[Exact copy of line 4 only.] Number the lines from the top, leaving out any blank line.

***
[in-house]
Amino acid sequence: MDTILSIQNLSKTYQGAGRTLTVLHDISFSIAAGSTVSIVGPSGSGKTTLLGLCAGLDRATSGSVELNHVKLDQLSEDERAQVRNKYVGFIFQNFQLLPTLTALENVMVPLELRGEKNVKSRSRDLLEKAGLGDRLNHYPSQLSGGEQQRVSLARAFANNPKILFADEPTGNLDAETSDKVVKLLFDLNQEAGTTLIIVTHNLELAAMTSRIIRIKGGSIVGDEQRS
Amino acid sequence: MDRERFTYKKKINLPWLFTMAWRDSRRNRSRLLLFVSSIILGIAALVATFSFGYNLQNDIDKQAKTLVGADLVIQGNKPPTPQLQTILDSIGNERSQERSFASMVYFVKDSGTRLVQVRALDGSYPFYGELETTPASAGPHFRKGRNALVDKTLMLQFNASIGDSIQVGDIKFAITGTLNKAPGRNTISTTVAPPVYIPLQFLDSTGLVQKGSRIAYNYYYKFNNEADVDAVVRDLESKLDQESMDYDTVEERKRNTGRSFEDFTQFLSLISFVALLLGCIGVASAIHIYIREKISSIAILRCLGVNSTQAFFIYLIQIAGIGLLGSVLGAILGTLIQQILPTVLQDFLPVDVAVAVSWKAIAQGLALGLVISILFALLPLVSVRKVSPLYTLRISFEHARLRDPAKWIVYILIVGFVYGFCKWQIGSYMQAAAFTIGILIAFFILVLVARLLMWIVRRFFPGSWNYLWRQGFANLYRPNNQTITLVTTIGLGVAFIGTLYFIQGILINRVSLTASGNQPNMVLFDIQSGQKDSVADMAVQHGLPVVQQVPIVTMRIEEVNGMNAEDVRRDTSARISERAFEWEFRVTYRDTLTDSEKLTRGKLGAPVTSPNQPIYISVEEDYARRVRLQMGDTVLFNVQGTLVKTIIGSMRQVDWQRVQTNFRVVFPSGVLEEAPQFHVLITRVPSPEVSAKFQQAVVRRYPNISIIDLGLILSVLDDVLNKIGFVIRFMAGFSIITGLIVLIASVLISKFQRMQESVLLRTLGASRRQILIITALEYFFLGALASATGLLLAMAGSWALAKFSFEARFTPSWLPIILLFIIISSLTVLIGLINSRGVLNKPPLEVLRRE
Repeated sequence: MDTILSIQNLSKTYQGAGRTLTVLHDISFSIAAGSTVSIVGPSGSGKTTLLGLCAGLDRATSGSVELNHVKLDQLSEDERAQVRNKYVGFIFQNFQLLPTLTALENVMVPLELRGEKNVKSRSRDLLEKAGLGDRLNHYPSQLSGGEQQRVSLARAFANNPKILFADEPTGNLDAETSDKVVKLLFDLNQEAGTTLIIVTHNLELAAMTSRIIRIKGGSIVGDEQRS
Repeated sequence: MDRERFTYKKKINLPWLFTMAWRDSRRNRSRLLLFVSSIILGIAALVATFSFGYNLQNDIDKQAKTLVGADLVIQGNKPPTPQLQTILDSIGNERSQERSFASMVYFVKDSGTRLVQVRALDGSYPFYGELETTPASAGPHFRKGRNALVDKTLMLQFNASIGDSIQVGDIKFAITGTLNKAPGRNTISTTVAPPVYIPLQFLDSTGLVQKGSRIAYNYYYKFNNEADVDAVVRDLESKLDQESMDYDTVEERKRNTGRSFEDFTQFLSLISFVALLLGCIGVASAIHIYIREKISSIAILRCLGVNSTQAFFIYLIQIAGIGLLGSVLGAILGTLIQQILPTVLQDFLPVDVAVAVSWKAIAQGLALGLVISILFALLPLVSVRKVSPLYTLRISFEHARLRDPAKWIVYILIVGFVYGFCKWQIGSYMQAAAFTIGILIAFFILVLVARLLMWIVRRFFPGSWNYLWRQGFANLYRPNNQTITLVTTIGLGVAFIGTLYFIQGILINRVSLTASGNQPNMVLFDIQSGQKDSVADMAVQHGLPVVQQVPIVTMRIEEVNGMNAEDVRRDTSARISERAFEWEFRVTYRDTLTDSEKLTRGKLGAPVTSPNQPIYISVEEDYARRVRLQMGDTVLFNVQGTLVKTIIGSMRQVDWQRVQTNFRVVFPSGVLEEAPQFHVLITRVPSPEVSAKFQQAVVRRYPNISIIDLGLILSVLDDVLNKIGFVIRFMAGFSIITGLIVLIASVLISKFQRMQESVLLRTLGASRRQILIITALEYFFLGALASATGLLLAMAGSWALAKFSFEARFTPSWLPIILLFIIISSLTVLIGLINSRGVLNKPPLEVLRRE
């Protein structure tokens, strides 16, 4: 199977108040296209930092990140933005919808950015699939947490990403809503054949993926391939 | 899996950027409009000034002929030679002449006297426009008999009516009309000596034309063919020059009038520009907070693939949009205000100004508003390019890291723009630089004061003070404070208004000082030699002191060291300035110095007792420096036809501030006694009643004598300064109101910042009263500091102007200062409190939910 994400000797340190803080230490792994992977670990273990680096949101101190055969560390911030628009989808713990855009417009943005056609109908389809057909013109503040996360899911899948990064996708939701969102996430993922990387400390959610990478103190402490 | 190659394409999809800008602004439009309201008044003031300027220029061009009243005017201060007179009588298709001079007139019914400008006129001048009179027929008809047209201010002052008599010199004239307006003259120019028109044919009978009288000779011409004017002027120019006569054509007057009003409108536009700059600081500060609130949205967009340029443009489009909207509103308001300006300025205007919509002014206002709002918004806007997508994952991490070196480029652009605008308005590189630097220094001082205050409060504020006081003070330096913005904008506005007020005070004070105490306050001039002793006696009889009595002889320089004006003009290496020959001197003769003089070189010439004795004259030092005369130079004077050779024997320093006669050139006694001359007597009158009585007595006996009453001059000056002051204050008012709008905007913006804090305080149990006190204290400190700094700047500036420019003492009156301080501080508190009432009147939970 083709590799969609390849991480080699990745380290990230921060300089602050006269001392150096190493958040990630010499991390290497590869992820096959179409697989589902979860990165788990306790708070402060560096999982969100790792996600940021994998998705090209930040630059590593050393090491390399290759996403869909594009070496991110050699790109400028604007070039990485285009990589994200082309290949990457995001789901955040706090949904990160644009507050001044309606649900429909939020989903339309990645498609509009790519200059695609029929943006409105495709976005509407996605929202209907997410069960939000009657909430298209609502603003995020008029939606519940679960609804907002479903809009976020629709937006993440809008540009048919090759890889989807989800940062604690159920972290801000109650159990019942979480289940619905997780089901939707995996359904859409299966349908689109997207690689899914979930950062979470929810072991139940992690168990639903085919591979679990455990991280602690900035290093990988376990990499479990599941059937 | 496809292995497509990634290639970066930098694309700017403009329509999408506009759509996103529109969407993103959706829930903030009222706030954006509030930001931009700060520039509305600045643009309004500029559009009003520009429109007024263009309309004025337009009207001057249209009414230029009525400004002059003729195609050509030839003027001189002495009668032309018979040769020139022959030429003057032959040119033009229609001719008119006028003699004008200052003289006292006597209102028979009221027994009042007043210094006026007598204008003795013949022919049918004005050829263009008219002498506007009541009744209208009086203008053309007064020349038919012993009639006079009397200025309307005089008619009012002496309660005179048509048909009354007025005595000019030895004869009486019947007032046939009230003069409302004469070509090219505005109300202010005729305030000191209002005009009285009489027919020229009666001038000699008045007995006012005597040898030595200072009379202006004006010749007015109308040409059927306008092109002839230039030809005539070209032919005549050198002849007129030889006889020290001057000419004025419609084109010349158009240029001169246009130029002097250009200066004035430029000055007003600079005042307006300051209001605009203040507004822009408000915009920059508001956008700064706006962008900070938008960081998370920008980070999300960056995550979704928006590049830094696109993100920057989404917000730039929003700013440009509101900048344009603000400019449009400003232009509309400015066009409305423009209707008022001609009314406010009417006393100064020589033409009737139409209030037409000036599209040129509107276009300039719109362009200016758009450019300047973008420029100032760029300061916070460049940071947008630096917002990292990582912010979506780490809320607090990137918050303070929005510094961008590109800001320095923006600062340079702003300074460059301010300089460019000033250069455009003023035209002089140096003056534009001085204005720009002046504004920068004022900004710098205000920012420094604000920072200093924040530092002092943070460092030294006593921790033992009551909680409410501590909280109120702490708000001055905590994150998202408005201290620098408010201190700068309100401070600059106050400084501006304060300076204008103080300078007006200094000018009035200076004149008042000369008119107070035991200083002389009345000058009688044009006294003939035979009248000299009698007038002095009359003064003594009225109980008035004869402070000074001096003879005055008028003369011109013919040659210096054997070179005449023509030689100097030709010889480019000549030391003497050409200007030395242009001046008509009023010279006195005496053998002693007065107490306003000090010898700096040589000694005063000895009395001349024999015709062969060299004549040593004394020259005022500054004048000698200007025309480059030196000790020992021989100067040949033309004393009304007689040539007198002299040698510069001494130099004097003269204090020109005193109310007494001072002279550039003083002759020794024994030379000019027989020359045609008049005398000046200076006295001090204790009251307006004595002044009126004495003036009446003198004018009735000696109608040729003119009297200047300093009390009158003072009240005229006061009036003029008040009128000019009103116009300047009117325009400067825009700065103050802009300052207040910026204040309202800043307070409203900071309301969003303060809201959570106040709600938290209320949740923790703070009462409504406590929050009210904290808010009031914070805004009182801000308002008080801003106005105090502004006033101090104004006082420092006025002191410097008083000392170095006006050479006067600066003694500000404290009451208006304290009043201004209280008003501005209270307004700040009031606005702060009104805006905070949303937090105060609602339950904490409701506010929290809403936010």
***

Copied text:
Repeated sequence: MDTILSIQNLSKTYQGAGRTLTVLHDISFSIAAGSTVSIVGPSGSGKTTLLGLCAGLDRATSGSVELNHVKLDQLSEDERAQVRNKYVGFIFQNFQLLPTLTALENVMVPLELRGEKNVKSRSRDLLEKAGLGDRLNHYPSQLSGGEQQRVSLARAFANNPKILFADEPTGNLDAETSDKVVKLLFDLNQEAGTTLIIVTHNLELAAMTSRIIRIKGGSIVGDEQRS